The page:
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Biomes By: Bustillo, Jairo n.. Glossary Desert Rainforest Salt Water Fresh Water Tundra Coniferous Forest Deciduous Forest Grassland.

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Presentation on theme: "Biomes By: Bustillo, Jairo n.. Glossary Desert Rainforest Salt Water Fresh Water Tundra Coniferous Forest Deciduous Forest Grassland."— Presentation transcript:

1 Biomes By: Bustillo, Jairo n.

2 Glossary Desert Rainforest Salt Water Fresh Water Tundra Coniferous Forest Deciduous Forest Grassland


4 Desert

5 Desert Description The seasons are generally warm throughout the year and very hot in the summer. The winters usually bring little rainfall. Temperatures exhibit daily extremes because the atmosphere contains little humidity to block the Sun’s rays. Desert surfaces receive a little more than twice the solar radiation received by humid regions and lose almost twice as much heat at night. Many mean annual temperatures range from 20-25° C. The extreme maximum ranges from 43.5- 49° C. Minimum temperatures sometimes drop to -18° C.

6 Desert Description

7 Location Deserts occur in five of the world's seven continents. North America's Sonora and Chihuaua deserts, situated in the south-west corner of the continent, extend into Mexico, while the Great Basin, covering most of the states of Utah and Nevada, is home to the infamous Death Valley, and the Great Salt Lake Desert. Further south, in the states of Arizona and California, lie the Mojave or High Desert and the Colorado or Low Desert. The North American deserts are renowned for their spectacular landscapes and searing heat.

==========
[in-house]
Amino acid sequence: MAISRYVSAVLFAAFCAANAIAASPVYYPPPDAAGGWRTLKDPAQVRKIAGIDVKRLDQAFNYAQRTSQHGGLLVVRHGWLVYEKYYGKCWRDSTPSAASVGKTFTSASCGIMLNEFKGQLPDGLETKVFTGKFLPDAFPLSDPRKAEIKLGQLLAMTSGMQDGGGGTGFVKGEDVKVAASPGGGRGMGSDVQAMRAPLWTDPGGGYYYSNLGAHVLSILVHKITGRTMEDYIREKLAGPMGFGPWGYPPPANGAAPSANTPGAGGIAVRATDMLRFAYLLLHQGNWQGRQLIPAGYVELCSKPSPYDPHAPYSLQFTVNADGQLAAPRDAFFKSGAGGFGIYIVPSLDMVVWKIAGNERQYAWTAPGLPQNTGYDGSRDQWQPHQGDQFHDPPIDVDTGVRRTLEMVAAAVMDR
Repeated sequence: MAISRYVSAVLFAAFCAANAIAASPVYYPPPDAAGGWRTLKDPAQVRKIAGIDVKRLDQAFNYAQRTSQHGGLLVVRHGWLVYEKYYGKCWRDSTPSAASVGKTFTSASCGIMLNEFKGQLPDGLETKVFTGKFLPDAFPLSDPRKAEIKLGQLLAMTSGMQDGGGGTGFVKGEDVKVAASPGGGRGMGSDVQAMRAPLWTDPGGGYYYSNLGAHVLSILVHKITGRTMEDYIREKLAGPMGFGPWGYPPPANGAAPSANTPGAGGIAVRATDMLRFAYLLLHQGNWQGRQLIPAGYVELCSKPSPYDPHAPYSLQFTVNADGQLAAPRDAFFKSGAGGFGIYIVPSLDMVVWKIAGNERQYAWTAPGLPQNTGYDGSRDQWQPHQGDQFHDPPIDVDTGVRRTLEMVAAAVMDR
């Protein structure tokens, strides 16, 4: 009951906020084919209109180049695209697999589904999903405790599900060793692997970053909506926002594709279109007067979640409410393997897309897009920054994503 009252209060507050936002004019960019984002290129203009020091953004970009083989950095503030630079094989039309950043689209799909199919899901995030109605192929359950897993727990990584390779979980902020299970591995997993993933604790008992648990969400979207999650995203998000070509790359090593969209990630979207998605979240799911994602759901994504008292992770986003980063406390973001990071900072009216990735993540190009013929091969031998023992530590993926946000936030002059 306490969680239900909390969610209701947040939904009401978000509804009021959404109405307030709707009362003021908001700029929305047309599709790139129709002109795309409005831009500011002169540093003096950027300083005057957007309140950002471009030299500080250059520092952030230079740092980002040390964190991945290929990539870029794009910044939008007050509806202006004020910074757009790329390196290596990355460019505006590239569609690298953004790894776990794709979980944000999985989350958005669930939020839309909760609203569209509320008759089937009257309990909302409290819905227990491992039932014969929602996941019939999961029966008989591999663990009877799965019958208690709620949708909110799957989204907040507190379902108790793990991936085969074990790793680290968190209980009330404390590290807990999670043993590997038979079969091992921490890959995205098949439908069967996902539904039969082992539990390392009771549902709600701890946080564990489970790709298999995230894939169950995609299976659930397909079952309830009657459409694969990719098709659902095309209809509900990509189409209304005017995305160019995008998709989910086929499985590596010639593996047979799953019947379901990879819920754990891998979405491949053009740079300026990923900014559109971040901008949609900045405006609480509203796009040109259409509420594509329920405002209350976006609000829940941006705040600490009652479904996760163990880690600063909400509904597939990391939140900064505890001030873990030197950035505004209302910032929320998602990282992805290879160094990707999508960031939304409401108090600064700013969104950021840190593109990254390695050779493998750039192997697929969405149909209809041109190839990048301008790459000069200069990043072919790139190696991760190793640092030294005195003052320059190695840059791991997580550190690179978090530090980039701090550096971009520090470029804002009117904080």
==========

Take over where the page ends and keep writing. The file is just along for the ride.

8 Location

9 Climate Hot and dry. These are the terms that characterise the desert climate in most people's minds, but is this an accurate depiction? As a general rule, areas subject to an average rainfall of less than 100mm a year can be classed as deserts. Sometimes a broader classification is used whereby deserts are split into three categories - semi-arid, arid and hyper-arid. Areas of the first kind receive less than 600mm of rainfall a year, areas of the second kind receive less than 200mm, whilst rainfall in hyper- arid desert regions never exceeds 25mm.

10 Climate But low average annual rainfall is only half the story. Not only do deserts experience very little rain, but to make matters worse, this small amount is highly irregular, both in terms of time and space. Sometimes an area of desert will be without rain for years and then, seemingly for no reason at all, a few large storms will provide enough rain in a short period to bring the average annual rainfall back to normal. Desert storms can be extremely localised, centring upon one area and leaving adjoining parts entirely dry. These are some of the factors that contribute to making deserts some of the most inhospitable environments on the planet.

11 Climate


13 Plants Water is essential for all plants, so survival in arid environments is a real challenge. However, some of the ways in which desert flora have adapted are ingenious. Generally, they either avoid or endure periods of low rainfall. Ephemeral or annual plants survive periods where water is in short supply because their seeds germinate only after heavy rain, grow rapidly, and live their whole life-cycle in just a few days. These plants often produce large, brightly coloured flowers to attract the insects that are essential to their pollination.

14 Plants

15 Animals If the desert is an inhospitable environment for plants, then it is even more so for animals. Shortage of water, lack of food, and extremes of temperature are just some of the obstacles that animals must overcome if they are to survive. However, all types of animal life are found in the world's deserts, from the smallest protozoa right up to large carnivores. Even fish are found in some parts of the North American desert!

16 Where maximum daily temperatures are consistently high, animals are at risk from overheating and water loss. To avoid this problem, animals will either spend most daylight hours in the shade of rocks or vegetation, or they will burrow into the sand where the temperature remains almost constant. The other alternative is to adapt to the high temperatures. The sections below look in more depth at the different strategies adopted by the various kinds of animal: insects reptiles birds mammals Animals